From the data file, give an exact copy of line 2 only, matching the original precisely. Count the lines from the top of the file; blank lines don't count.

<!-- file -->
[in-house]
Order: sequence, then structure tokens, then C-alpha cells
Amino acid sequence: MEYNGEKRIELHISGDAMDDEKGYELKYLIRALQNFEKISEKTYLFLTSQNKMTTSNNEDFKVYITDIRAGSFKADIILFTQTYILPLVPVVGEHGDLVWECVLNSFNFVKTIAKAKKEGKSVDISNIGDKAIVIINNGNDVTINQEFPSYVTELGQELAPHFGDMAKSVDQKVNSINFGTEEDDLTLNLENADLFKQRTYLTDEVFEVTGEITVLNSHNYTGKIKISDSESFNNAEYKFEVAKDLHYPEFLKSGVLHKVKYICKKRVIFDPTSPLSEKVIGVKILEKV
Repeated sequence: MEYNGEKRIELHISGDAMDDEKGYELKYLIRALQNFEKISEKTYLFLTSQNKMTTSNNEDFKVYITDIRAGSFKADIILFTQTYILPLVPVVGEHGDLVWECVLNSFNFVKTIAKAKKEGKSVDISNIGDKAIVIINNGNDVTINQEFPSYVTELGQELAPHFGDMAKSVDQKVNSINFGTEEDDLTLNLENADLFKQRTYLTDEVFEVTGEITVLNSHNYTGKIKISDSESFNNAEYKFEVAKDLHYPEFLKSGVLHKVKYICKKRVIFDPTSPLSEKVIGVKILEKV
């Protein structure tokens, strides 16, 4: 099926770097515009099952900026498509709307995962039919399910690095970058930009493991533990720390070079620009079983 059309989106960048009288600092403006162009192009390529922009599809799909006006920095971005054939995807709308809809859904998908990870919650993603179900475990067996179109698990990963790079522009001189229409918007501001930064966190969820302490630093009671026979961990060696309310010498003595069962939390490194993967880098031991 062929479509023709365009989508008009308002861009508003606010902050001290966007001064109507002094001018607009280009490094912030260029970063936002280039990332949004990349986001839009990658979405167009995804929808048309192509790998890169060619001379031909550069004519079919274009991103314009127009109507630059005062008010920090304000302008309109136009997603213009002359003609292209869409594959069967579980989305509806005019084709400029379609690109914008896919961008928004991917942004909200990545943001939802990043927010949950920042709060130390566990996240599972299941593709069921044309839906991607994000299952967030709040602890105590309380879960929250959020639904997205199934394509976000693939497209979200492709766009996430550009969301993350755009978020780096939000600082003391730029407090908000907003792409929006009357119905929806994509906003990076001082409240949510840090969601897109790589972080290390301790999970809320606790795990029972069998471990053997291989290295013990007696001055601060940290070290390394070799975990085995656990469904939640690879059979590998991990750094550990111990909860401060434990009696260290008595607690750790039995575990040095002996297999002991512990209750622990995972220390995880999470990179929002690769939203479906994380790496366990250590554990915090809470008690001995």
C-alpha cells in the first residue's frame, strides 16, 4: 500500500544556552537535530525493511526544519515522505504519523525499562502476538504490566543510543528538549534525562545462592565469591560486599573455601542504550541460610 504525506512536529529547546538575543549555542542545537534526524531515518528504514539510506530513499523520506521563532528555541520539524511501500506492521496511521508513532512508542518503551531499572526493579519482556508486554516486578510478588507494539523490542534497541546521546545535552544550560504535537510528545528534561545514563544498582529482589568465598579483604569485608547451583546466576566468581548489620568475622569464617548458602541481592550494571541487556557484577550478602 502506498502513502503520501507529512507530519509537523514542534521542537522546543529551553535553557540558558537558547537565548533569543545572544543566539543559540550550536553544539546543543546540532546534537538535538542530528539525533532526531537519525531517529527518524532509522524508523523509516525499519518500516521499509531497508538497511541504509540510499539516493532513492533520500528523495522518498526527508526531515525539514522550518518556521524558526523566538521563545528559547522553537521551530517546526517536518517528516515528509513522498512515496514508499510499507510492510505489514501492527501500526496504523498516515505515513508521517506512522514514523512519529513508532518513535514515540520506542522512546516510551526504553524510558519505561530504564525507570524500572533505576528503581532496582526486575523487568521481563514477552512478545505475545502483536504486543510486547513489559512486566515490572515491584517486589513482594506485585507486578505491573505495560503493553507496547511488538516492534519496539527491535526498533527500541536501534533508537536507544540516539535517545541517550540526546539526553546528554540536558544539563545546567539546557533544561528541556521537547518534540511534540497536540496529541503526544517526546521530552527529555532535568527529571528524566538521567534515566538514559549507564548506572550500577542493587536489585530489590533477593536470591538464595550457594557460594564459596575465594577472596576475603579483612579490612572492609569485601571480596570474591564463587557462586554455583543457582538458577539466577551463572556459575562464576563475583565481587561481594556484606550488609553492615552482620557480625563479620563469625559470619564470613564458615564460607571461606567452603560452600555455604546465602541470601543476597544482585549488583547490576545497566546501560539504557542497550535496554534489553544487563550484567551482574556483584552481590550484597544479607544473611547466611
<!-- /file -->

Order: sequence, then structure tokens, then C-alpha cells